Less than a quarter of the 100,000-plus Syrian refugees that the Lebanese government hoped to see return to their homeland have crossed back, a leading migration expert has told The National.
Dr Rouba Mhaissen, founder and director of the Sawa Foundation, which works with refugees in Lebanon, said that numbers used by officials were a gross overestimate of the real flow of Syrians through the border.
Last year Maj Gen Abbas Ibrahim, the head of Lebanon’s General Security, used the figure when he set a target of 100,000 returnees by the end of 2018.
"The General Security is offering security and logistic facilities in addition to financial exemptions to Syrian refugees living illegally in Lebanon to accelerate their return back home," Mr Ibrahim reportedly told the newsite Elnashra.
On Friday, Lebanese President Michel Aoun said 390,000 Syrian refugees had returned home from Lebanon, claiming that the refugees did not complain about any sort of pressure they had suffered after their return to their homeland.
Eight years of conflict in Syria has seen more than 1.5 million people seek refuge from the fighting in Lebanon. Ms Mhaissen said that since 2018 there had been a big push by the Lebanese administration on the return of Syrian refugees to their homeland. The United Nations and western countries insist all refugees must volunteer to go back but have also warned that it’s too early for large scale returns.
But the process is ongoing and it has been accompanied by a rise in xenophobic discourse from politicians and some media outlets in Lebanon.
“The political discourse is rising against refugees and there is now this news circulating that the war in Syria is now over, the situation is much better and that Syrians can now return,” Ms Mhaissen said.
Lebanon is struggling to maintain its large population of refugees. After 2011, the country took 1.1 million registered refugees but the government estimated the true number was more like 1.5 million Syrian and Palestinian refugees from Syria. This is equivalent to 30 per cent of Lebanon's entire population.
They were already hosting hundreds of thousands of Palestinians displaced by the creation of Israel in 1948.
Ms Mhaissen warned, however, her organisation had noted a significant number of illegal deportations of Syrian refugees made by both Lebanon and Turkey, and that they have been on the rise.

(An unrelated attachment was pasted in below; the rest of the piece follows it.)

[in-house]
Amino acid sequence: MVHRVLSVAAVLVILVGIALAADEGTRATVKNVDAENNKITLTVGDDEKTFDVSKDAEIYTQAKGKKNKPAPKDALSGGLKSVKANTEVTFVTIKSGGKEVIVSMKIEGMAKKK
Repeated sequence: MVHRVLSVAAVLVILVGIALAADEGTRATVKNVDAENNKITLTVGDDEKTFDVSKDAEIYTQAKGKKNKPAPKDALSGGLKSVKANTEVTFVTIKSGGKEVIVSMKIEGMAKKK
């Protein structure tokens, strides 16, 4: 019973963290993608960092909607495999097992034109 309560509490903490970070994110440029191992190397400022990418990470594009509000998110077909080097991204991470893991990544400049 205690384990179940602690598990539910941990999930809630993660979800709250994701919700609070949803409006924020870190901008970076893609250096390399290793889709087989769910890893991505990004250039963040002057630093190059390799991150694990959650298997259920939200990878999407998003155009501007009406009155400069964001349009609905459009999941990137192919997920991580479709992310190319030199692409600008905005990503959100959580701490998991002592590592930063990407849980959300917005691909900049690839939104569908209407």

A report released by human rights advocates in August said more than 2,700 vulnerable refugees had been deported from Lebanon back to Syria in only three months. Before refugees sent back to their homeland, a court decision needs to be made, but in many of these cases, there was no legal process.
The Sawa Foundation is looking to challenge this idea, which Ms Mhaissen claims many Lebanese politicians push. The organisation is also looking to question the notion of voluntary return of refugees, the majority of which are women and children because men want to avoid forced conscription when they are transported back to Syria. She said that there are multiple factors where the government “pushes” refugees out of the country.
“Talking about Syria as safe is something we are really trying to counter in the media and discourse on refugees. Returns need to not only be safe and voluntary but dignified and sustainable,” she said.
“The Lebanese government has used Syrian refugees as scape goats to blame them on everything, for the strain they put on the infrastructure and they claim that they have even caused cancer or polluting the air – these are all things we've read in the Lebanese newspapers.”
She said she feared that the rising hate speech Lebanese politicians are directing towards refugees might backfire on them and the Sawa Foundation has already seen evidence of this happening.
Ms Mhaissen that there has been a rise in Syrian refugees coming back to Lebanon via illegal means because Beirut has taken away their refugee status.